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Today’s handover of Chelsea Estate Park on Auckland’s North Shore guarantees public access to the area, protects important forests and preserves a significant part of Auckland’s historic heritage, Conservation Minister Steve Chadwick said today.
“This park has stunning scenery and walkways overlooking the Waitemata harbour, and because it is so close to a major city, it offers fantastic, accessible recreation opportunities for thousands of people,” Steve Chadwick said.
Ms Chadwick was speaking at a ceremony to officially mark the handover of the 36.7 hectare park to the Chelsea Park Trust (the Trust) and the North Shore City Council on behalf of the people of Auckland.
“I congratulate the Trust for their work to secure the land for the public, and also acknowledge the Chelsea Sugar Company for their willingness to engage with the Trust, which ultimately has lead to public ownership of an area that will be enjoyed by the wider community for many, many years to come.”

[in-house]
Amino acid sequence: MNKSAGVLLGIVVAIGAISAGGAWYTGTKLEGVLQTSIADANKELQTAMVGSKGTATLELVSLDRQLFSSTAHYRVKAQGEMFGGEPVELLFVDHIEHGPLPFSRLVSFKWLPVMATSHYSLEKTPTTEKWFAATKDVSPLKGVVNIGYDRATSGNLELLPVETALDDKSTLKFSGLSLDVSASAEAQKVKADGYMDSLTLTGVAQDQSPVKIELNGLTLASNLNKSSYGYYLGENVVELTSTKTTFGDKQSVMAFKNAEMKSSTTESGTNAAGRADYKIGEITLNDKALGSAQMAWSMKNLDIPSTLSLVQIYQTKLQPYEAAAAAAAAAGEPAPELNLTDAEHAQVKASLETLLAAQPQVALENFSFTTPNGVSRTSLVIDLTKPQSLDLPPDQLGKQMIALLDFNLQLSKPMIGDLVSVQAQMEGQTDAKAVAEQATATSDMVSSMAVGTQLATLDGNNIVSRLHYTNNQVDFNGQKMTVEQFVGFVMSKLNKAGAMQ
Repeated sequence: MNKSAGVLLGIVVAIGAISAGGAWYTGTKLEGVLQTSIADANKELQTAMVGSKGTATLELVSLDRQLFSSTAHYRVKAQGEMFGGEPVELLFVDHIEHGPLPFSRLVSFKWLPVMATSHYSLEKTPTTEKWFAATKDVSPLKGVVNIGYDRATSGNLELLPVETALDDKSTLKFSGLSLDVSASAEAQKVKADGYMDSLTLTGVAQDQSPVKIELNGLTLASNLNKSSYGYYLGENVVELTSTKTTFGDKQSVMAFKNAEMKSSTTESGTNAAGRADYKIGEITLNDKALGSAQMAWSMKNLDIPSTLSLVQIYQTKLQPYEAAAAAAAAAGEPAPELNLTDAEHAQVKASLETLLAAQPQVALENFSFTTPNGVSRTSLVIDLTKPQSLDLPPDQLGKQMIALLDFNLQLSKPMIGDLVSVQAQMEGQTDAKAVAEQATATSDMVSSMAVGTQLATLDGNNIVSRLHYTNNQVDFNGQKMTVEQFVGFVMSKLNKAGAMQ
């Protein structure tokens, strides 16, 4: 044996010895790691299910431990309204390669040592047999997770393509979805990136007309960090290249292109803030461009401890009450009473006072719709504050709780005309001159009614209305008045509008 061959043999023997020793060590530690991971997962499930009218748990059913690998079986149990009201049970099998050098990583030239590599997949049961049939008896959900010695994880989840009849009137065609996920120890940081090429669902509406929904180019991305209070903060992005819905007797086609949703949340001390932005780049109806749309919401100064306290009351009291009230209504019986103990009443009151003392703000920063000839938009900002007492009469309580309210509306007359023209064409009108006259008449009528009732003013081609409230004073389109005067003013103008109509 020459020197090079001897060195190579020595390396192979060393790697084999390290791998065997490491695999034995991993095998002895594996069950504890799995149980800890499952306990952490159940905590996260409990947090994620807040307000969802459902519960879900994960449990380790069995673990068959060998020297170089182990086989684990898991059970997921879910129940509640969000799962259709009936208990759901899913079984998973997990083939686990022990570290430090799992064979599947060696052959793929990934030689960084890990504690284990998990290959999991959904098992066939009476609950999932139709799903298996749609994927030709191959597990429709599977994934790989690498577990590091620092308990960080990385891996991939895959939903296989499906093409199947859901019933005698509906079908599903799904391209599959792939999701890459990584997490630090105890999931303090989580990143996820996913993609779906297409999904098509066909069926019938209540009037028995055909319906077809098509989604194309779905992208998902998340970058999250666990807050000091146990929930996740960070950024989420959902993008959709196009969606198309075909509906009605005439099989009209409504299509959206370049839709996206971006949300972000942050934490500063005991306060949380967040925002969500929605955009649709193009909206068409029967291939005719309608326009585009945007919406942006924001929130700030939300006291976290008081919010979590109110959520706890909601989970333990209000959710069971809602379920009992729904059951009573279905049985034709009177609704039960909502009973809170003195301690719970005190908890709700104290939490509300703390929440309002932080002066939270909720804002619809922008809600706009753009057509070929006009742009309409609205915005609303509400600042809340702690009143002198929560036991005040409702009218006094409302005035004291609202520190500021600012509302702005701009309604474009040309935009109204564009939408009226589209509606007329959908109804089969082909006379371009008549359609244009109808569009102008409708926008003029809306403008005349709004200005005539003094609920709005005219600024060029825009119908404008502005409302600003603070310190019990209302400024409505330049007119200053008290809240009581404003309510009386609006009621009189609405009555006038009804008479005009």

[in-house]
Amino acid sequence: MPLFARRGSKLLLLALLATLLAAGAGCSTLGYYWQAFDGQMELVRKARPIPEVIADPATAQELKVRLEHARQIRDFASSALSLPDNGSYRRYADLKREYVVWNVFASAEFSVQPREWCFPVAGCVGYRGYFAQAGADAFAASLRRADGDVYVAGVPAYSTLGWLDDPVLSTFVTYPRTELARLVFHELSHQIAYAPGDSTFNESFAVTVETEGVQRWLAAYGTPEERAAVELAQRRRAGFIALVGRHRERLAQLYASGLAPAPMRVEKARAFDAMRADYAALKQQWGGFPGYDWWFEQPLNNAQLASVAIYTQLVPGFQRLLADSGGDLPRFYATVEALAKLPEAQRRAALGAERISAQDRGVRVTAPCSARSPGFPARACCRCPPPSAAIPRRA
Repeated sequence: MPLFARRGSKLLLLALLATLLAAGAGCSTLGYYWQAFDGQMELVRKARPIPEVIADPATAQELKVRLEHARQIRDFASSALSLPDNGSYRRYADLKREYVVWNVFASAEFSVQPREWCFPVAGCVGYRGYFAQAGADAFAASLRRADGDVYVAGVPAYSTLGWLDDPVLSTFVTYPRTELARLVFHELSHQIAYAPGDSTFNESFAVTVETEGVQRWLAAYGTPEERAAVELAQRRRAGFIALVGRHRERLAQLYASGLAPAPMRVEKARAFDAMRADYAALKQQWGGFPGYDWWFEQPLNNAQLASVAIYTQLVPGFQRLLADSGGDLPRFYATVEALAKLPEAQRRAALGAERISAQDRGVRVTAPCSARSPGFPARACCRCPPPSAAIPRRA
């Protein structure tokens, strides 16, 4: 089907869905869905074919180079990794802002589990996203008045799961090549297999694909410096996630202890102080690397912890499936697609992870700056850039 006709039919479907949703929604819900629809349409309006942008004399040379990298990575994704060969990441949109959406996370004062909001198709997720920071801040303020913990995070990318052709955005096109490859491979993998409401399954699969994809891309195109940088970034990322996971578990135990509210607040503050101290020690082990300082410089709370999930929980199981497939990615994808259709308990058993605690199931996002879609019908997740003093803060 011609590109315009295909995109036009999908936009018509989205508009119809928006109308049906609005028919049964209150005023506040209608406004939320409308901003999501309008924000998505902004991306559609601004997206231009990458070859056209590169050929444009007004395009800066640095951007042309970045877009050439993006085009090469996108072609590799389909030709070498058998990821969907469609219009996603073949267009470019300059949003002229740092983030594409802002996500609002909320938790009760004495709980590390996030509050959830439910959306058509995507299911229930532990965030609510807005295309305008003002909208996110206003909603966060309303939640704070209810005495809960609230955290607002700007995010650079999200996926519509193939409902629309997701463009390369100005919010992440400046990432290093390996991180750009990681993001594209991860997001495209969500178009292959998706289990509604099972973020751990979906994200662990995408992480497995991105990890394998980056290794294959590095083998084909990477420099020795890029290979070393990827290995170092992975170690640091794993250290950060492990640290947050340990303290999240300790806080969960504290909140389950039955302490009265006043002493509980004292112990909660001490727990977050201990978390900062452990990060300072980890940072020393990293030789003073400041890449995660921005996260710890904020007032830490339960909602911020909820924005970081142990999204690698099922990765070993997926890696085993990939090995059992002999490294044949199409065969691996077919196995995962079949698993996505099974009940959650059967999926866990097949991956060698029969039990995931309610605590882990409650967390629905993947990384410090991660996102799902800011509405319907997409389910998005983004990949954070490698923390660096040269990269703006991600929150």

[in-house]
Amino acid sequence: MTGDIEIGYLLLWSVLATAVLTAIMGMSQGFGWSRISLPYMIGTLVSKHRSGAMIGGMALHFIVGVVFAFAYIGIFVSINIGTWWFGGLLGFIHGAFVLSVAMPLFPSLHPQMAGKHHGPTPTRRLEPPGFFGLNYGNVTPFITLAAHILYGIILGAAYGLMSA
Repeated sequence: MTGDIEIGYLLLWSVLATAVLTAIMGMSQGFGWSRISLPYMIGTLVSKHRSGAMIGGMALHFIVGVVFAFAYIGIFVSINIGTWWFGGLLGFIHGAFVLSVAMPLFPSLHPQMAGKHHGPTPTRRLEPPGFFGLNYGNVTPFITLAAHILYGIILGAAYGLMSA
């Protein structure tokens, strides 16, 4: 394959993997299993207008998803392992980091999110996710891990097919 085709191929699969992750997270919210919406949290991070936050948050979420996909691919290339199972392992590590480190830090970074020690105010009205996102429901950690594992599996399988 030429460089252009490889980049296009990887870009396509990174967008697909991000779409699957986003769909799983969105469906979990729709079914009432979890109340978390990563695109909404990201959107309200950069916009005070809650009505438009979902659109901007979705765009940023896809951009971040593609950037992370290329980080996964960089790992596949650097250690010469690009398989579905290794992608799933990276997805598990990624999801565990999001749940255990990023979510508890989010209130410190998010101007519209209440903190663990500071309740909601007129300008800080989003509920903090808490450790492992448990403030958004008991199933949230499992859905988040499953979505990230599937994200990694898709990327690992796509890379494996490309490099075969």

The parkland, which surrounds the Chelsea Sugar Works, was formerly owned by the Chelsea Sugar Company and includes grassy open spaces, regenerating coastal forests, artificial freshwater ponds, wetlands and heritage buildings. More than 31 indigenous bird species have been seen in the forest and it is a vital part of a wildlife corridor between the Hauraki Gulf islands and the Waitakere Ranges.
“I am proud that the government has supported this important community initiative, and applaud the dedication and commitment of the Trust, who have worked for many years for the greater benefit of Auckland. This is a small group of people who have dedicated countless hours of their time to negotiate the deal and raise the required funds.”
The government contributed $2 million, $1 million each from the departments of Conservation and Internal Affairs, towards the $20 million purchase price of the land. Other contributions came from the North Shore City Council, ASB Community Trust and the Auckland Regional Council.
“Chelsea Sugar has made a significant public gesture by foregoing future development options, and this is in keeping with their long tradition of allowing open access to all.
“This venture is a great example of business, community organisations, and local, regional and central government working together in the best interests of the wider community.”
The park will be managed by the North Shore City Council.